Born to Run by Christopher McDougall

Originally posted this review on Christopher McDougall’s Born to Run on birthdayshoes.com:

Christopher McDougall Born to Run
Christopher McDougall’s Born to Run

I challenge anyone to read Christopher McDougall’s Born to Run: A Hidden Tribe, Superathletes, and the Greatest Race the World Has Never Seen and not be inspired—to run, to be healthy, to be, well just, better.

Born to Run is about McDougall’s investigative adventure into the world of running, ultramarathons, the shoe industry, and the Tarahumara Indians, a seclusive group of “superathletes” known for their running endurance and speed. The tale begins with a question, “How come my foot hurts?” and ends with a race between a few elite ultrarunners and the Tarahumara Indians in the Copper Canyons of Mexico. In between are a number of answers, questions, and challenges.

It was difficult to put Born to Run down. The book is simultaneously thrilling and informative. It not only recaptures the excitement of past distance running races (like the 1995 Leadville 100), but it also tells the backstories of BtR‘s protagonists — Ann Trason, Ken Chlouber, Caballo Blanco (or “Micah True”), “Barefoot Ted” McDonald, Scott Jurek, Jenn “Mookie” Shelton and Billy “Bonehead” Barnett. Even still, the book serves as an indictment of the running shoe industry, specifically Nike, while also laying out a compelling case that human beings evolved to be runners—chasing prey down, out-enduring them via the persistence hunt. At under 300 pages Born to Run, like the runners and races it describes, covers a lot of ground quickly.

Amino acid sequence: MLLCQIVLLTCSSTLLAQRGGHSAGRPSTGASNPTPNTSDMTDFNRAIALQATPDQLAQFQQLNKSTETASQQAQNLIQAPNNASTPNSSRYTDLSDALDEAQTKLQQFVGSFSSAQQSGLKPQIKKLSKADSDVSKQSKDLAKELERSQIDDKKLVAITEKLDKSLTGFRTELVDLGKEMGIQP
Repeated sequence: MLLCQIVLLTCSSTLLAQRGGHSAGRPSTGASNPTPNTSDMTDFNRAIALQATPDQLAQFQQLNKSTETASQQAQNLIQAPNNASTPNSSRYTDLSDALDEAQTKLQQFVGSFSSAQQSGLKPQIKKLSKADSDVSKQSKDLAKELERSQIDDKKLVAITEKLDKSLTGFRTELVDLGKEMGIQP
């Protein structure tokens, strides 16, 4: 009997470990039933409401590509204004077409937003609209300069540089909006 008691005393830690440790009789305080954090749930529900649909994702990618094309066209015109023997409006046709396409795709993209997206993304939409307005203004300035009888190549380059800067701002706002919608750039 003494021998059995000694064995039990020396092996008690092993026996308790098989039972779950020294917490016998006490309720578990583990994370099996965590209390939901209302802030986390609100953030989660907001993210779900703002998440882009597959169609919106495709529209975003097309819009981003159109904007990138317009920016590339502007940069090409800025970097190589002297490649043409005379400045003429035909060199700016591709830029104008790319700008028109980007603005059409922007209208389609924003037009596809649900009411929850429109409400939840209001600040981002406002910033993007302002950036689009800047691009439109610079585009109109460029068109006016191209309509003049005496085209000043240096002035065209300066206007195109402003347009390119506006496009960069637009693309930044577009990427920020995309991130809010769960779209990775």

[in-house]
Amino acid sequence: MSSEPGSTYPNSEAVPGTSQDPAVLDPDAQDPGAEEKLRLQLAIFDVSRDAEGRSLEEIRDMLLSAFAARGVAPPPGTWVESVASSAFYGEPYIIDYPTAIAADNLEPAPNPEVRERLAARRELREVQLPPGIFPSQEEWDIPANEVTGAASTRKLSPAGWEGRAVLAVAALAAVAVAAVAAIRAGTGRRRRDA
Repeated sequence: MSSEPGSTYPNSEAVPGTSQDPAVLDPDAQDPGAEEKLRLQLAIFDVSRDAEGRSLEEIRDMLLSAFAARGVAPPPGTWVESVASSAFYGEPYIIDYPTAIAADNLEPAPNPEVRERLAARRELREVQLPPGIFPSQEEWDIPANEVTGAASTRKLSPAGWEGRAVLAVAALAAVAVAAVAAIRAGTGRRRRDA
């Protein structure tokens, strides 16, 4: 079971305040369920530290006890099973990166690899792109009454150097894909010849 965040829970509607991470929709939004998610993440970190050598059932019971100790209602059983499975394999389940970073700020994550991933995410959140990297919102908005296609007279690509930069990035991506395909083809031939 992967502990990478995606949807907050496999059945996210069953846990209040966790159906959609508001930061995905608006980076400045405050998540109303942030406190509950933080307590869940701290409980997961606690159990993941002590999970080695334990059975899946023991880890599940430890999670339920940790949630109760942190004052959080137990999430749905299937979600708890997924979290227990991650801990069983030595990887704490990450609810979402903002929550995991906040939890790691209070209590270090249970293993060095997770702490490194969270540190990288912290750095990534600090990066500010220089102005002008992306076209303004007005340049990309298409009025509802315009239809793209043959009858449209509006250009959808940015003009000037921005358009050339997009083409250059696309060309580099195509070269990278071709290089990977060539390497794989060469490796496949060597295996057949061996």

Perhaps one of the most inspirational paragraphs from Born to Run contains the book’s title:

Distance running was revered because it was indispensable; it was the way we survived and thrived and spread across the planet. You ran to eat and to avoid being eaten; you ran to find a mate and impress her, and with her you ran off to start a new life together. You had to love running, or you wouldn’t live to love anything else. And like everything else we love—everything we sentimentally call our “passions” and “desires”—it’s really an encoded ancestral necessity. We were born to run; we were born because we run. We’re all Running People, as the Tarahumara have always known.

Born to Run is one of those rare books that captures within its pages an authentic human experience and conveys that experience directly to the reader. It’s a book in which you are awed by superhuman athletes while still seeing their core humanity. And therein is one of McDougall’s primary takeaways: every human being was born to run, the design being coded within our DNA.